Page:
Child has a minimum cognitive level of 18 months (as assessed by the research team using the Mullen Scale of Early Learning; [22]). As a broad indication, the types of skills this would reflect would be interest in books, being able to attend to a picture and able to use two hands together to, for example, grasp an object.

Exclusion criteria

  1. 1)

    Twins will be excluded as they had higher levels of attrition in a previous trial [16].

Intervention

Each intervention session follows a consistent structure and routine (see Table 1). In ‘Reading Together’, parents and children read storybooks together and talk about the story. Parents are provided with strategies and guidance to support their child’s active involvement and promote conversation around the story. Words that feature in or are related to the storybooks are targeted for direct teaching in the ‘Words’ component of the programme. These new words are taught using simple repetitive games and activities and picture resources to reinforce understanding and practice saying new words. The ‘Using Word’s’ component provides structured activities and visual resources to foster understanding of story structure and provide practice creating sentences that summarise key story elements. Parents work through the manualised PACT-DS programme with their child at home every day (5 days a week) for 20 min over 30 weeks. The programme is organised in 6 × 5-week ‘blocks’: in each block, weeks 1–4 introduce new learning, and week 5 focuses on revision and consolidation.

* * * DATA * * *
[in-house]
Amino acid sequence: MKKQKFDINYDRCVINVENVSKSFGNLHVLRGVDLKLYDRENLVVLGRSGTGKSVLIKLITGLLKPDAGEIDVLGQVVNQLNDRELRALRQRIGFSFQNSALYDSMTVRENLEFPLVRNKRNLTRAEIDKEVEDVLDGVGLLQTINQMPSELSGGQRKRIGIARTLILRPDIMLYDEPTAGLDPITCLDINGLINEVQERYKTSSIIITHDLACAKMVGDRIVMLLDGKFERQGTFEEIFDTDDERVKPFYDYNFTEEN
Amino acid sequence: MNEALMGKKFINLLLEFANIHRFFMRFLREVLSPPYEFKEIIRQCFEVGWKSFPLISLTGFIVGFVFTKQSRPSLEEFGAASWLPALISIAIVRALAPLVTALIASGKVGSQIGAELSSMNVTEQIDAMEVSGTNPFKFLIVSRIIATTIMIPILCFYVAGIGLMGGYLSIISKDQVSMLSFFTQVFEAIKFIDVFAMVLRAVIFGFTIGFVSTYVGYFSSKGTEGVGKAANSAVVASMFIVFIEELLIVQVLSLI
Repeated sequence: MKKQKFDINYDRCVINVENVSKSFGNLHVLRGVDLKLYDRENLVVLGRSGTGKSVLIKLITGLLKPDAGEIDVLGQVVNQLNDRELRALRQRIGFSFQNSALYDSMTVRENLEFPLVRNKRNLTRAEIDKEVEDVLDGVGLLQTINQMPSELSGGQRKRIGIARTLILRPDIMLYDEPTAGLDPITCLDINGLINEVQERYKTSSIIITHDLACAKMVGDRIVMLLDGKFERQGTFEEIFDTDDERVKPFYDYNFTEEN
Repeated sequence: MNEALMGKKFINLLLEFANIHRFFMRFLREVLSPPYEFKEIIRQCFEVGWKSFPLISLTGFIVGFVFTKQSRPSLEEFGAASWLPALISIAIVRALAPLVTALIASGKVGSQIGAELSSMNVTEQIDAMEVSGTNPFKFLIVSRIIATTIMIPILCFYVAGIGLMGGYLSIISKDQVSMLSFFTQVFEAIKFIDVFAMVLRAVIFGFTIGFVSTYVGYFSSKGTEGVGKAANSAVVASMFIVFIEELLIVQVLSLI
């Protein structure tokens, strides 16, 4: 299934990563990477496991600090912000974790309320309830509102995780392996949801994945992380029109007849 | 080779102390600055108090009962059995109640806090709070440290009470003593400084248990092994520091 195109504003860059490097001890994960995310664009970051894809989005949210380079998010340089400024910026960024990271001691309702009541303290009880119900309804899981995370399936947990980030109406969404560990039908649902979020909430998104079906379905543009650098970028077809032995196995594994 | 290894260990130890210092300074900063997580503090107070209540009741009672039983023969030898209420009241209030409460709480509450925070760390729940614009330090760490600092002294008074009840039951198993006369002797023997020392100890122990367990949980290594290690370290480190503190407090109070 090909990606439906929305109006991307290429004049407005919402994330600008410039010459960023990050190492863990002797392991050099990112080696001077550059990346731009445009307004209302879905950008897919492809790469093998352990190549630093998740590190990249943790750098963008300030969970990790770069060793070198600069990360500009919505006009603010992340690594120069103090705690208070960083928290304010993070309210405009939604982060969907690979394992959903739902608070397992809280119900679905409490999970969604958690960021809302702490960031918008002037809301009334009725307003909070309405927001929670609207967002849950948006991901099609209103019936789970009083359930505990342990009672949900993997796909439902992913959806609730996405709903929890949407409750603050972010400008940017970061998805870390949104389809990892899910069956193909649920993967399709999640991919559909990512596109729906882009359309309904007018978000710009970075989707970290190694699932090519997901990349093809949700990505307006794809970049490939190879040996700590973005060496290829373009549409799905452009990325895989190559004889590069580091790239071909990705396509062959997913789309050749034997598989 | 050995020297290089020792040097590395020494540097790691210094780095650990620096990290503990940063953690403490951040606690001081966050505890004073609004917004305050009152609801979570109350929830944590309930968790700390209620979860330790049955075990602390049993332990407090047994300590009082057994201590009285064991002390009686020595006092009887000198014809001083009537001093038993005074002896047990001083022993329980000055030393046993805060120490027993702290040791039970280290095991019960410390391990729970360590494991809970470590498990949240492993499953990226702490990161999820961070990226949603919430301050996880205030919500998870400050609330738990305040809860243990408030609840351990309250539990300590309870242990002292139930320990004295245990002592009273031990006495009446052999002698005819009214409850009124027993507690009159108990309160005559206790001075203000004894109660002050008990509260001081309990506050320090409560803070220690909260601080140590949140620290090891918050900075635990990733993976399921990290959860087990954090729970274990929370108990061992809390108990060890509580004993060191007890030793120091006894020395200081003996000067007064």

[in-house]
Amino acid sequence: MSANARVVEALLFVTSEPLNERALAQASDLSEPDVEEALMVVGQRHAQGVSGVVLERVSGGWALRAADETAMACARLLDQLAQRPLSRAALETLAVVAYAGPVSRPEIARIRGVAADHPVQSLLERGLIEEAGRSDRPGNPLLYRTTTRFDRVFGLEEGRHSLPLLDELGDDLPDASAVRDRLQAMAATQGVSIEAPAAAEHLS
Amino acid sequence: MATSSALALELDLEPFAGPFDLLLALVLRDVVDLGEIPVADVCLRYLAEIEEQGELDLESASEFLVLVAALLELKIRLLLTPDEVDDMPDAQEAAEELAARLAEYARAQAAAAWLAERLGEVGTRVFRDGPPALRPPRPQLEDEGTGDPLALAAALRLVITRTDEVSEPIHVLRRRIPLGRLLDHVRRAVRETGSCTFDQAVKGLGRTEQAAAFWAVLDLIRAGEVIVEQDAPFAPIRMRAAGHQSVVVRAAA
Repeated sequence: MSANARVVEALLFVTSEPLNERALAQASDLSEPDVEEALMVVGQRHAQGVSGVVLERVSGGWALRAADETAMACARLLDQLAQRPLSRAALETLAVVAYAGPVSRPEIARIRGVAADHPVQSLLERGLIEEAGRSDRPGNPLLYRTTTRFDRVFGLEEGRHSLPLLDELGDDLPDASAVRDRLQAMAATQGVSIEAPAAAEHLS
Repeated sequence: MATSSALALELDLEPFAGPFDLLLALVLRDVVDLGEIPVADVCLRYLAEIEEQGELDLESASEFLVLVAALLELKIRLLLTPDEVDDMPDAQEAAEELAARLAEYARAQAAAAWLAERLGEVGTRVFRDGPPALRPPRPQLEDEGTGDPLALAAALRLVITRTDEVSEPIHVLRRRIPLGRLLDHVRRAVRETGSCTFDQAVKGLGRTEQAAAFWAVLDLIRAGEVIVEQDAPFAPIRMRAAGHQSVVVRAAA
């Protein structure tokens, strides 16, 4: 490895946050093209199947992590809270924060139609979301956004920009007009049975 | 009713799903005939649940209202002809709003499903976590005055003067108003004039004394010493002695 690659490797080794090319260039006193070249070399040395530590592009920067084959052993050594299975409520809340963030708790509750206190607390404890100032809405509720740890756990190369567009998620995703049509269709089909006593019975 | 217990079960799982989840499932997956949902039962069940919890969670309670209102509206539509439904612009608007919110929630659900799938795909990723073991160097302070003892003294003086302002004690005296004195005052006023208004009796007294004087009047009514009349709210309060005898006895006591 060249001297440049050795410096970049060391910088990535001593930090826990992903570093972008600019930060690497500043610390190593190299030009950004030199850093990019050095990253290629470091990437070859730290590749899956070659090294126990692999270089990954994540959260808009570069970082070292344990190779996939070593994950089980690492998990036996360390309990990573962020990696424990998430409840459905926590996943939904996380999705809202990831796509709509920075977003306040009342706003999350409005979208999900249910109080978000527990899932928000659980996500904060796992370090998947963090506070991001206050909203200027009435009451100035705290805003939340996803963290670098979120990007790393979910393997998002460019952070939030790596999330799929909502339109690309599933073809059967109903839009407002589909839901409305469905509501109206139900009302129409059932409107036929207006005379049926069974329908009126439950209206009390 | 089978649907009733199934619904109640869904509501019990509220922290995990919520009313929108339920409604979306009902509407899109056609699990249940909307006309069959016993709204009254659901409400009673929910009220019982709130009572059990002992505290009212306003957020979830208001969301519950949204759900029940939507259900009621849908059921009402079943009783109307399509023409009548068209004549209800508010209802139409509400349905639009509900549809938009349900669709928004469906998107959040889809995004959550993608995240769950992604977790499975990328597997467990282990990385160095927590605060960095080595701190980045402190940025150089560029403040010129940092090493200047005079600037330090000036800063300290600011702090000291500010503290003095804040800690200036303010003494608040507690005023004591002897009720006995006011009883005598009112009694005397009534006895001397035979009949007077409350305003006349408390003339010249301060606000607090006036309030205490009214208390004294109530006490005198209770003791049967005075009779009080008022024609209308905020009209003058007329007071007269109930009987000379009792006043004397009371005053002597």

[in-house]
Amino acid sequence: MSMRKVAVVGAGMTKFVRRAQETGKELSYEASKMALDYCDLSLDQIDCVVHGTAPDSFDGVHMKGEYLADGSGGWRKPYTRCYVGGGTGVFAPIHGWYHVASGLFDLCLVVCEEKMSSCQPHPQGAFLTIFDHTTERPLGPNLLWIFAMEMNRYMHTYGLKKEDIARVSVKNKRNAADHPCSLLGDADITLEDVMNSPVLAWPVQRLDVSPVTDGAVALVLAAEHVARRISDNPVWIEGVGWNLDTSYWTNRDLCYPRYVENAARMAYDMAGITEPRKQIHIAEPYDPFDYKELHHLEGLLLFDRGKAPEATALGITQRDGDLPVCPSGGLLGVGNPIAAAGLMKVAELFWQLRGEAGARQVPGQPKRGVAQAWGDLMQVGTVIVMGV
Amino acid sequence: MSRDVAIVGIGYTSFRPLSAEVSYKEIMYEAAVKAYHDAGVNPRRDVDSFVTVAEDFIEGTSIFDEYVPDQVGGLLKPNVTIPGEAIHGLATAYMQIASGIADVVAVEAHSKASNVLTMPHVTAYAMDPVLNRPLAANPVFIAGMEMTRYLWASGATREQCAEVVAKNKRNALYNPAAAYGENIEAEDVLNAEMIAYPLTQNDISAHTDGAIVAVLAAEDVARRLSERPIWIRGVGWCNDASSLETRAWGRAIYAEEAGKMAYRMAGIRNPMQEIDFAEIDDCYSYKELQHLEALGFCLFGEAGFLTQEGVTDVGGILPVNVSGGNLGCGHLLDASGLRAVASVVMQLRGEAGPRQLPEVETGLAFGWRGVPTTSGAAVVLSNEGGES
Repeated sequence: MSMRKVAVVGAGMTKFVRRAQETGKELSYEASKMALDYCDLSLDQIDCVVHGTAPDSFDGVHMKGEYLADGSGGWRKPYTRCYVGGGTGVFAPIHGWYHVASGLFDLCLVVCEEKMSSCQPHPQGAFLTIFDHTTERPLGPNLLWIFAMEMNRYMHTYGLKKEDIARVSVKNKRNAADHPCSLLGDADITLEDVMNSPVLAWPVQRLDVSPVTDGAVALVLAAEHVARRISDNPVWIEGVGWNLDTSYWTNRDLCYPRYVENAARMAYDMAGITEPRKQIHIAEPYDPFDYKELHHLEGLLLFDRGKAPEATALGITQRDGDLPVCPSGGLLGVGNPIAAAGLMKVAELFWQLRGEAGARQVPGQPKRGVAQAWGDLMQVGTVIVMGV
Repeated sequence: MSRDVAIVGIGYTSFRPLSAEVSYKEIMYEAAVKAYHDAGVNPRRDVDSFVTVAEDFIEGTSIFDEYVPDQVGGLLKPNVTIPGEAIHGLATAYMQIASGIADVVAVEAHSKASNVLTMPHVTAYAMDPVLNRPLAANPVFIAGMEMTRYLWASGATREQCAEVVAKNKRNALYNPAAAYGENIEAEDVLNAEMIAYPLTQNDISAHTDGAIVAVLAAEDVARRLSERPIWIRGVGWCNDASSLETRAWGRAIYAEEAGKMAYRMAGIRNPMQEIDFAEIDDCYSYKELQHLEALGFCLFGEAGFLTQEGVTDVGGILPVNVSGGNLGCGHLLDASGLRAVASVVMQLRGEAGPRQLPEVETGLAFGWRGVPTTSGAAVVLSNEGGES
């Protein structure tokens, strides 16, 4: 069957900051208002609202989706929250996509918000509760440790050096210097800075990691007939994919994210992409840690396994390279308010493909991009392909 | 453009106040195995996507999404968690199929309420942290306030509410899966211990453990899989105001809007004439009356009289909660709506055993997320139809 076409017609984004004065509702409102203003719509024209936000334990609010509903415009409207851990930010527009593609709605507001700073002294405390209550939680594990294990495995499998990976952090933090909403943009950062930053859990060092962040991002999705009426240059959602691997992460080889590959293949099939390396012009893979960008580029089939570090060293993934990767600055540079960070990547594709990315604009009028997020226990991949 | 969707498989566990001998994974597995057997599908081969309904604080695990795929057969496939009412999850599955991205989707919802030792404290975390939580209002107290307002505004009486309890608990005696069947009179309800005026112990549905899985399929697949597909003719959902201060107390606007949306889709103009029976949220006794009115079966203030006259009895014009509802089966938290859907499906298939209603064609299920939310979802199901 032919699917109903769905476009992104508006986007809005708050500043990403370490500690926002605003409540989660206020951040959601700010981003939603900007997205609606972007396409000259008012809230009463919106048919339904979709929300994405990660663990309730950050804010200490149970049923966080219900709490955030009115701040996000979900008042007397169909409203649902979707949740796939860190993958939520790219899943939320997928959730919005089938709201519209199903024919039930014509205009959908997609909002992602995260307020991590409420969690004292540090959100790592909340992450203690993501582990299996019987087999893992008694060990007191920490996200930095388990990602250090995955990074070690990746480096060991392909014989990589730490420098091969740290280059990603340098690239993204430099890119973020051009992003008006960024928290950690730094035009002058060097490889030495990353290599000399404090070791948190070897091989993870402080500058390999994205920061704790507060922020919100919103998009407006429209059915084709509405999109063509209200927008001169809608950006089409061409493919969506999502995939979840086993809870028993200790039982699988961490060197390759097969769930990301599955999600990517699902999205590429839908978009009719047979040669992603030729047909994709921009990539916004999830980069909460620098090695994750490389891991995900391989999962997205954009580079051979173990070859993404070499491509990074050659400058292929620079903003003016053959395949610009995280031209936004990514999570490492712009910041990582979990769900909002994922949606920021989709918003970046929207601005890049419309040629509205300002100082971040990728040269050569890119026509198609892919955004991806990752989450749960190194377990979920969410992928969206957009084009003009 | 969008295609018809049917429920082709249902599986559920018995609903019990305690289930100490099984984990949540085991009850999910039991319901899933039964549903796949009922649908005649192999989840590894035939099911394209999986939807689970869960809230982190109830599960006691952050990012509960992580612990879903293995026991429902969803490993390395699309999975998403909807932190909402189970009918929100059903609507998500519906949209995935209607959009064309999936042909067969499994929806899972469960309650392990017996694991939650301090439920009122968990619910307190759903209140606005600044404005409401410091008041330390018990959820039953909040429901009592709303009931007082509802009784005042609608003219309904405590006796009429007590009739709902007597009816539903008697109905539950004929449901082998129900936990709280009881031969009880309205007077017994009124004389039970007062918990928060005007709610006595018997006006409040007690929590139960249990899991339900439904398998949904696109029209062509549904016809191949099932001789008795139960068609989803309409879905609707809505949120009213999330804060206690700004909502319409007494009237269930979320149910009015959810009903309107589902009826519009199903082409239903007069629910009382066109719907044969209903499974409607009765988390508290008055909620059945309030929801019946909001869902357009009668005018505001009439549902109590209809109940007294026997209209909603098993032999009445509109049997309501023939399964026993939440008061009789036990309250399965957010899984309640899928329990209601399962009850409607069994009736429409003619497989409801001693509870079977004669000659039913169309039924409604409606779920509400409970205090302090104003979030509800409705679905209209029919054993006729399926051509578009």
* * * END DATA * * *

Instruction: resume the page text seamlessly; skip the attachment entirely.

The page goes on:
Table 1 Overview of a PACT-DS session

The PACT-DS programme incorporates several features that support learning and development in children with Down syndrome: (1) PACT activities are highly social and interactive which individuals with Down syndrome typically find motivating [23]; (2) it supplements naturalistic (shared reading) activities with structured and explicit teaching, which is necessary to improve language outcomes for this group [24]; (3) the programme is highly visual, playing to relative strengths in visual-spatial memory [25]; (4) there are frequent opportunities for repetition and consolidation [26]; (5) the programme can be tailored to individual strengths and weaknesses accounting for the wide variability seen in Down syndrome; (6) intervention sessions consist of several short activities, supporting attention and behaviour; and (7) intervention is intensive (daily) and sustained (150 intervention sessions over 30 weeks).